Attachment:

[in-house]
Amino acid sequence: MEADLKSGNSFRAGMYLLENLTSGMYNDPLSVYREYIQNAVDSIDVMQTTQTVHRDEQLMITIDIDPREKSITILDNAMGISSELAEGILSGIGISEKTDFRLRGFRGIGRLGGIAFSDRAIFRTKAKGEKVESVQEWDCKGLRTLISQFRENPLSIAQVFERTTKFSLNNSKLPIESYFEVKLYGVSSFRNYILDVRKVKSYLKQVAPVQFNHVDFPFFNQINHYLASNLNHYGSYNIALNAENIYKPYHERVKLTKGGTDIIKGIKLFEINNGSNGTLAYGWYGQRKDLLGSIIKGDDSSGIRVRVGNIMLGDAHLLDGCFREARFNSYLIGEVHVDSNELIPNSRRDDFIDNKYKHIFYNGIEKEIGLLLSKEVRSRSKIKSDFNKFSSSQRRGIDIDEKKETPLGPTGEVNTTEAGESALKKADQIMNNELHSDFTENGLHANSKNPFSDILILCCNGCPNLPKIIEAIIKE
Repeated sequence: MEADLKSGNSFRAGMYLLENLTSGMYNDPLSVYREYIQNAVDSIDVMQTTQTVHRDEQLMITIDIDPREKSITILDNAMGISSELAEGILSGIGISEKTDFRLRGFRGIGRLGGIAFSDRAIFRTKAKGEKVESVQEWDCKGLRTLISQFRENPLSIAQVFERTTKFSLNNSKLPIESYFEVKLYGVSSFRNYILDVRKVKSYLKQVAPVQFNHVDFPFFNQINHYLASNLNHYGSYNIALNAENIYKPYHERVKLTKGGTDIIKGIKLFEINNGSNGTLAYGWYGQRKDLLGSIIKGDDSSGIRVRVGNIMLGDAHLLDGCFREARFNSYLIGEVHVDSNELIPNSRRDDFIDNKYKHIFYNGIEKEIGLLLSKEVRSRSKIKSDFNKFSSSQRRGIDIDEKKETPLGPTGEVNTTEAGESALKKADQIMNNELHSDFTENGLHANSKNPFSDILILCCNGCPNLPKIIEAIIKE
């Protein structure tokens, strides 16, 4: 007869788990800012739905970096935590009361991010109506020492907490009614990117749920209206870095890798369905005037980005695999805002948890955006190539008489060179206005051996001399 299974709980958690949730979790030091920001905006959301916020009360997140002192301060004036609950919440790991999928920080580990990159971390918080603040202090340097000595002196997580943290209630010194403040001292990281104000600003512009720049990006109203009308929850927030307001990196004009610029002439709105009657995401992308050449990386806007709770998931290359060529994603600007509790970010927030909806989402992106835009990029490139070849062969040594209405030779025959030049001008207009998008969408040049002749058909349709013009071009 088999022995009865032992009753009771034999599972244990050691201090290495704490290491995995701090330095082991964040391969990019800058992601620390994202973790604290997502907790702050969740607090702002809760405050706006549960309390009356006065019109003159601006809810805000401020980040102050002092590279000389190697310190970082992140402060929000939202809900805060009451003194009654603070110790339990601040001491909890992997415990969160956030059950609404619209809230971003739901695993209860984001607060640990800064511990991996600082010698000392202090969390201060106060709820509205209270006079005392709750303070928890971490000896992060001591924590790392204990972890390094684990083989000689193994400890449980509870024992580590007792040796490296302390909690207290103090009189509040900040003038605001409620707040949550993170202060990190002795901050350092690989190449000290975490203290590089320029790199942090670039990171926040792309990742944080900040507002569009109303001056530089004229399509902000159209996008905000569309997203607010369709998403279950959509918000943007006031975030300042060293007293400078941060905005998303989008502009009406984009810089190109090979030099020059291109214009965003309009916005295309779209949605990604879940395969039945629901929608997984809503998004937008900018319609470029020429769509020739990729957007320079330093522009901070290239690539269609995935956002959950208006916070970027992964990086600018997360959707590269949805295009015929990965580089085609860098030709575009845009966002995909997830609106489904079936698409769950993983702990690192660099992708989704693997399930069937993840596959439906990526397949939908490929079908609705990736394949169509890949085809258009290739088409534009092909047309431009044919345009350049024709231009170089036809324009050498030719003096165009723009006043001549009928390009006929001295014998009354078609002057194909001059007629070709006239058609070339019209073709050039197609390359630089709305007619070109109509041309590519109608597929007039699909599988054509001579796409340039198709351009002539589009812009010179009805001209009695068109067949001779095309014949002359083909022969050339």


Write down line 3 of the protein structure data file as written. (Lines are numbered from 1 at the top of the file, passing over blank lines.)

Repeated sequence: MEADLKSGNSFRAGMYLLENLTSGMYNDPLSVYREYIQNAVDSIDVMQTTQTVHRDEQLMITIDIDPREKSITILDNAMGISSELAEGILSGIGISEKTDFRLRGFRGIGRLGGIAFSDRAIFRTKAKGEKVESVQEWDCKGLRTLISQFRENPLSIAQVFERTTKFSLNNSKLPIESYFEVKLYGVSSFRNYILDVRKVKSYLKQVAPVQFNHVDFPFFNQINHYLASNLNHYGSYNIALNAENIYKPYHERVKLTKGGTDIIKGIKLFEINNGSNGTLAYGWYGQRKDLLGSIIKGDDSSGIRVRVGNIMLGDAHLLDGCFREARFNSYLIGEVHVDSNELIPNSRRDDFIDNKYKHIFYNGIEKEIGLLLSKEVRSRSKIKSDFNKFSSSQRRGIDIDEKKETPLGPTGEVNTTEAGESALKKADQIMNNELHSDFTENGLHANSKNPFSDILILCCNGCPNLPKIIEAIIKE